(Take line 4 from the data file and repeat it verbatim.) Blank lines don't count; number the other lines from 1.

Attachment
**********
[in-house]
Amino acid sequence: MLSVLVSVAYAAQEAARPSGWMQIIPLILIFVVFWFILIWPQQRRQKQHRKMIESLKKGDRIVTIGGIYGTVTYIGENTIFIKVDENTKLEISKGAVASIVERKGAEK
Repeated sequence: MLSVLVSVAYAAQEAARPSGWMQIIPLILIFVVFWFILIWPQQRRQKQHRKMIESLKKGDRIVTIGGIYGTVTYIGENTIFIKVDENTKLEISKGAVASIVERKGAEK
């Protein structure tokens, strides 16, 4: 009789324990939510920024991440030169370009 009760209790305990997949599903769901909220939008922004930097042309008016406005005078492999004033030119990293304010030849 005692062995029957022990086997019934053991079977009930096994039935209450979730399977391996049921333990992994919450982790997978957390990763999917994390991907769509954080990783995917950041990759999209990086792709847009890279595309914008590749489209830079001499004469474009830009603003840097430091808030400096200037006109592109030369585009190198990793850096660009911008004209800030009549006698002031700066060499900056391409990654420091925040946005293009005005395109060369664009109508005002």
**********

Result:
């Protein structure tokens, strides 16, 4: 009789324990939510920024991440030169370009 009760209790305990997949599903769901909220939008922004930097042309008016406005005078492999004033030119990293304010030849 005692062995029957022990086997019934053991079977009930096994039935209450979730399977391996049921333990992994919450982790997978957390990763999917994390991907769509954080990783995917950041990759999209990086792709847009890279595309914008590749489209830079001499004469474009830009603003840097430091808030400096200037006109592109030369585009190198990793850096660009911008004209800030009549006698002031700066060499900056391409990654420091925040946005293009005005395109060369664009109508005002």